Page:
6. Ease of New DI Product Creation. Today the creation of new investment products such as Mutual Funds and Exchange Traded Funds is a complicated, time-consuming and expensive process. In contrast, creating new DIs is easy. DIs are created by simply combining existing ETFs in the NAOI-defined Dynamic Investment structure and defining a few variables. Companies and individuals can create an unlimited number of powerful DIs virtually overnight with little cost and effort. And ETF creators can exponentially expand their product line, open new revenue streams and uncover massive "hidden value" by creating a new DI product layer consisting of ETF combinations.
7. Reducing the Human Risk Element. A major problem with the way we invest today is that virtually all portfolio design and trade decisions are based on subjective human judgments that leave the door wide open to all manner of bad things such as bad data, flawed analysis, sales bias and even investing fraud and scams. The "human risk" element is a huge negative. This risk element goes away with the use of DIT methods in which all trade decisions are based on objective observations of market trends. In other words, the "market" triggers trades, not people. And history has shown that the market is a lot better predictor of future price trends than any one or group of analysts or advisors.
8. Automatic Changes in Asset Allocation. In the MPT world of investing portfolio asset allocation is determined based on the very ambiguous determination of an investor's risk tolerance. And then the goal is to simply maintain this allocation for the long term. This results in a portfolio that has no chance of taking full advantage of market dynamics. In contrast, DIT-based portfolios have the built-in intelligence to automatically change their asset allocation based on current market trends. Thus, using DIT methods, there is no need go through the almost impossible process of trying to determine an an up-front allocation that will work for the long-term.
9. Dynamic Portfolios. Single Dynamic Investments have many of the characteristics of today's multi-investment portfolios. They are asset, company and time diversified which gives them the risk reduction elements needed to qualify as a complete portfolio. In fact, one DI can be a person's total portfolio. But DIs can also serve a portfolio building blocks that can be combined to meet a full spectrum of specific goals. Such Dynamic Portfolios take the world of product development to a whole new level. They are essentially portfolios of portfolios. And the development possibilities that are opened by this fact are astounding. Read more at this link.
10. Customization at a Different Level. DIT creates Dynamic Investments that have a universal goal of providing maximum returns with minimum risk in any economic condition as discussed in Point 4, above. They don't care about any investor's risk tolerance level and have no need of customization. In the DIT world customization to meet specific goals is done at the Dynamic Portfolio design level by deciding which DI portfolio building blocks to combine. This is a far easier and more effective way to meet the unique needs of an investor than trying to determine their risk tolerance level.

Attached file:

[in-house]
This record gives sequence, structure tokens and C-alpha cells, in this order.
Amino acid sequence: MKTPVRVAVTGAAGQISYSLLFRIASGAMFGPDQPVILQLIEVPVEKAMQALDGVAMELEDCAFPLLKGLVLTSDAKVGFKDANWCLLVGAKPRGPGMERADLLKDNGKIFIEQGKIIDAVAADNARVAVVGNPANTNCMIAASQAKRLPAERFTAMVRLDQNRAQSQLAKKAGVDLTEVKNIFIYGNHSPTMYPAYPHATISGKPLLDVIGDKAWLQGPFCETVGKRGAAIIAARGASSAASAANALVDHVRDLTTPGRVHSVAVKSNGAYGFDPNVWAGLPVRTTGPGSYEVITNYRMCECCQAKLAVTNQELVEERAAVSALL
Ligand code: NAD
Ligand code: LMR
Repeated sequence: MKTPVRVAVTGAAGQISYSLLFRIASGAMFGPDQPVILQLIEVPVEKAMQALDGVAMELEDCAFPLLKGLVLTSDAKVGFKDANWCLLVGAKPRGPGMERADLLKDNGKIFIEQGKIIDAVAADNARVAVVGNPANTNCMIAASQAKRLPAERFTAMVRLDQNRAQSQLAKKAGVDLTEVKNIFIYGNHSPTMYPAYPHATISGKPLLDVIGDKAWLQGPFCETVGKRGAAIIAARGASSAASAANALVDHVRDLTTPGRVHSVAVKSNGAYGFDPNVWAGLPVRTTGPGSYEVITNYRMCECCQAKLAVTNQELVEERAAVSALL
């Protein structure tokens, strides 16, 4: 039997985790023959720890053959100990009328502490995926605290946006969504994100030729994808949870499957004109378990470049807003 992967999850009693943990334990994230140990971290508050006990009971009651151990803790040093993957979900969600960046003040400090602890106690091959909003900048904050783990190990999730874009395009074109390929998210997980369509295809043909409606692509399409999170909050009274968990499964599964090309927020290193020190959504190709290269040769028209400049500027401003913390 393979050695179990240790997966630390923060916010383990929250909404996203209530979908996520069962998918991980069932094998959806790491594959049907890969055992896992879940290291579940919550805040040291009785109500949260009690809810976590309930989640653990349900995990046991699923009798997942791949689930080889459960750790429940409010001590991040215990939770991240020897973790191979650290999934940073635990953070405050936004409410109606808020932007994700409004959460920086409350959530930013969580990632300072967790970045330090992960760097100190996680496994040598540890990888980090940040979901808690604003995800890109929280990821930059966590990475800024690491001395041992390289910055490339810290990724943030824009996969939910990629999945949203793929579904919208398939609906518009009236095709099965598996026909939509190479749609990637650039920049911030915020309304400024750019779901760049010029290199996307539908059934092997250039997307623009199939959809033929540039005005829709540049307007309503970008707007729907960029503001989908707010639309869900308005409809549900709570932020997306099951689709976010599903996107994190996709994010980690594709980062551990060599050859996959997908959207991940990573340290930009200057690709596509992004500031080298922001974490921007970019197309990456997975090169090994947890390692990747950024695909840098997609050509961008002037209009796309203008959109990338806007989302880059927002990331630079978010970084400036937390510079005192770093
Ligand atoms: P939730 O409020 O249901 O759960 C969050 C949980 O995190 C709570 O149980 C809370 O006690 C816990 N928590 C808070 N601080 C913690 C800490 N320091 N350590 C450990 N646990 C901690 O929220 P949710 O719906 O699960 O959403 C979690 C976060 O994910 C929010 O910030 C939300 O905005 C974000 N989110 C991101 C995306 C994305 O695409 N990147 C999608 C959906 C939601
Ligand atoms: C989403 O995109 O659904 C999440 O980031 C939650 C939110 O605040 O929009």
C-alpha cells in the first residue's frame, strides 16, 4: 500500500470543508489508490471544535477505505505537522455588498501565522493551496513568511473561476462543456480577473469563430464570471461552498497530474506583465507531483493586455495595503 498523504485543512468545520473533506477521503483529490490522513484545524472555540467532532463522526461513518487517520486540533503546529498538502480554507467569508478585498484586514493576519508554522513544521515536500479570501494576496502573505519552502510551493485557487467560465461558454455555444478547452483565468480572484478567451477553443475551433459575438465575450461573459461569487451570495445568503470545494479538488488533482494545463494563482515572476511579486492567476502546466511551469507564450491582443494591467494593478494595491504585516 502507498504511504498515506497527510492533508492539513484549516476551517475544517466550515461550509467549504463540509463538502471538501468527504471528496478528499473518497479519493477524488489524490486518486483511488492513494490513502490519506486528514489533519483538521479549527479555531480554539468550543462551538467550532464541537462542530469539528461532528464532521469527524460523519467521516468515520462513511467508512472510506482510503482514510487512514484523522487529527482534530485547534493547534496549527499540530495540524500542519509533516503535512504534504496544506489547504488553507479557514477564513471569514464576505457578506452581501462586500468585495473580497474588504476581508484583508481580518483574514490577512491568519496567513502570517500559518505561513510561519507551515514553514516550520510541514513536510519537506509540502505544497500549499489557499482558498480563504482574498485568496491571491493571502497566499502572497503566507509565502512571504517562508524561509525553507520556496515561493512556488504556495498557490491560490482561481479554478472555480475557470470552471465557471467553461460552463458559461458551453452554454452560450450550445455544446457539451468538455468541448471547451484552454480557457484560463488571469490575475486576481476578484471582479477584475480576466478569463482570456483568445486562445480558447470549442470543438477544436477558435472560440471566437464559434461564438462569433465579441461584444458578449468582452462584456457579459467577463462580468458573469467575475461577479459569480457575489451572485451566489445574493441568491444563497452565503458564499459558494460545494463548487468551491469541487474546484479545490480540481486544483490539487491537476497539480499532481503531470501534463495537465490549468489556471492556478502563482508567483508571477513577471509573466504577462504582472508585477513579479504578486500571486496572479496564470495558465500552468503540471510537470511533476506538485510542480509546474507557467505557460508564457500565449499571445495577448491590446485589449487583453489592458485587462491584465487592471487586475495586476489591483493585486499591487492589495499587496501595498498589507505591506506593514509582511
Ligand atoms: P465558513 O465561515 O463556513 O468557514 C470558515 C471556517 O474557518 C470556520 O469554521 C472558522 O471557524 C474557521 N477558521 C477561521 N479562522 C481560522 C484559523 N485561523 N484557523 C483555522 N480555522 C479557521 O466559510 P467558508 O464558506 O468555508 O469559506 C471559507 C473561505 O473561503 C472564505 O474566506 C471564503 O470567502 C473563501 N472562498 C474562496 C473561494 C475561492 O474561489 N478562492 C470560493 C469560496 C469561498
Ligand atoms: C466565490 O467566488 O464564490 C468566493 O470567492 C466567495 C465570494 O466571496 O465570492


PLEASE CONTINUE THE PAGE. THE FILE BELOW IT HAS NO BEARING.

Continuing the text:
11. The Introduction of a Portfolio Benchmark Standard. Because MPT portfolios are customized creations for each investor, there is no way to compare their performance to determine their effectiveness and/or the competency of the portfolio designer. Thus, today there is no portfolio "benchmark" that could give us this information. This about to change. The simplest Dynamic Investment, called the NAOI Core DI, rotates only between holding a total Stock ETF and a total Bond ETF based on market trends. It is so easy implement and manage that any MPT portfolio that produces lower returns or higher risk must be seen as an inferior investment. Thus, the NAOI Core DI can be used as a standard benchmark against which the quality of all MPT portfolios can be measured. Here is an example of a DI Benchmark worksheet that will compare the performance of your portfolio, or any portfolio, with that of the simple Core DI.
12. Built-In Value Protection. MPT portfolios typically have no automated protection from major market crashes such as the one we saw in 2008. As a result they are vulnerable a major loss in value in short periods of time. In contrast, Each Dynamic Investment has a built-in Trailing Stop Loss order that automatically sells the ETF held if it drops by a certain amount while held. The ETF held will then be replaced at the next Review Period as described on this page. Thus any one DI or a group of DIs in a Dynamic Portfolio are at all times protected from a significant drop in value.
New Investing Concepts Summary
These are only a few of the changes that will result from the introduction of Dynamic Investments into the world of investing. You can see that these are not "tweaks" to how we invest today. They represent a fundamentally different way of investing. And by breaking the "chains" of MPT methods, performance numbers that today's experts will say are impossible, suddenly become probable!